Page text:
Self-knowledge and modesty were not among the attractions of the guest commentator on Conservatives Live (BBC2). 'I think Mr Blair is a pretty patchy fellow,' mused Alan Clark, a fellow whose own reputation is so full of holes that a 747 puncture repair kit could not keep the hot air in. Up on the platform Lady Thatcher, eyelids drowsy, looked like a hurt hawk. Hard not to think of Glenn Closes's chalky Marquise in the final scene of Dangerous Liaisons: the years of guile and power kept the face taut, but once doubt seeps in the surface starts to crack. Along the podium, a man with a Humpty Dumpty head talked about 'setting the highest standards of public loyalty'. They loved that one. Brown-paper applause tore through the hall. A grand abstract concept, public loyalty. Its practical drawbacks were revealed in The Secrets of Porton Down (ITV, Network First). Callum Macrae's superb investigation uncovered the use and abuse of volunteers in Britain's chemical weapons programme. A sprightly 1952 Air Ministry training film told troops what they could expect after exposure to nerve gas - bit of a runny nose, chaps, nothing to worry about. Watching the 'eye symptoms' section, you suddenly heard the voice of 1951 volunteer Gerry Ashton: 'By the time I got back to my billet I was almost blind.' Ronnie Maddison wasn't so lucky. Like the white rabbit in an archive clip, he was flattened into a convulsive rug before choking to death. His father was told what happened but swore not to tell anyone, even Ronnie's mother. It gave a new loneliness to the idea of keeping mum.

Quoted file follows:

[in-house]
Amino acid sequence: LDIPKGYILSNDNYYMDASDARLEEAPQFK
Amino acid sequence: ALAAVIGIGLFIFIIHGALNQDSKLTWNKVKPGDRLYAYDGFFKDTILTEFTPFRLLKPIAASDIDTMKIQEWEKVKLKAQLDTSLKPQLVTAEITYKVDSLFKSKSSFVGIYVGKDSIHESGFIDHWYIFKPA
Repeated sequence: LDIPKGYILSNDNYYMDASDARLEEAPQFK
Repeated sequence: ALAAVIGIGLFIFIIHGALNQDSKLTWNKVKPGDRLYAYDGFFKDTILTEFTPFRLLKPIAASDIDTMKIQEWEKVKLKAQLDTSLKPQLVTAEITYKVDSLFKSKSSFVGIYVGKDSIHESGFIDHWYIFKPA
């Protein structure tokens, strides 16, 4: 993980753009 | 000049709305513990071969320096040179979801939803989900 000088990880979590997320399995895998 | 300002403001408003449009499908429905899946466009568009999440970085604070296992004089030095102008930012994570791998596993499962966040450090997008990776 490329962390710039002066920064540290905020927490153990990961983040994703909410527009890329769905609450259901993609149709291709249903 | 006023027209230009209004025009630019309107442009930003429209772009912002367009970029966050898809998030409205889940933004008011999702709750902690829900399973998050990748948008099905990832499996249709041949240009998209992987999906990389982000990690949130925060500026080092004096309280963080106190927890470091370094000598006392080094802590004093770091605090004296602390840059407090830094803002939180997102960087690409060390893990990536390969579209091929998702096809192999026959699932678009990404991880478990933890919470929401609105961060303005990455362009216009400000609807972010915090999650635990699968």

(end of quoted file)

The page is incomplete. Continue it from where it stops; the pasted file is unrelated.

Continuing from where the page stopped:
The survivors stayed quiet for years. Old now, they instinctively clear their throats as they recall fighting for breath in the gas chambers. Most shocking of all was a film of jaunty hue showing the Australians that were used in mustard-gas trials. Their blisters were like silk parachutes. The official account of wounds was typed on to the screen over a young lad gingerly peeling back his shorts to reveal the injured parts: 'The penis, scrotum and popliteal fossae were adenomatous. By day 17, complete destruction of the epithelium over the whole organ.' In other words, his dick looked like it was daubed with tiramisu.
The Good Sex Guide (ITV) was back, with the sharp sketches that made it so watchable first time round. Actor and good sport Leslie Grantham (aka Dirty Den) reported for duty in 'Jane Watson's fantasy', along with a centurion and Dave from Accounts. 'What do people do when they don't make loov?' wondered presenter Margi Clarke. Watch Richard Else's The Edge: One Hundred Years of Scottish Mountaineering (BBC2) and marvel at equally unlikely feats of passion and athleticism, not least by Duncan McCallum, the 'Climbing Camera'. Compelling viewing, these chaps half in love with energetic death.
Looking like a spayed beagle, Jamie, Marquess of Blandford, turned up on Vanessa (ITV) above a caption: 'Says the Press made his life a misery.' Made you proud to be a journalist.Reuse content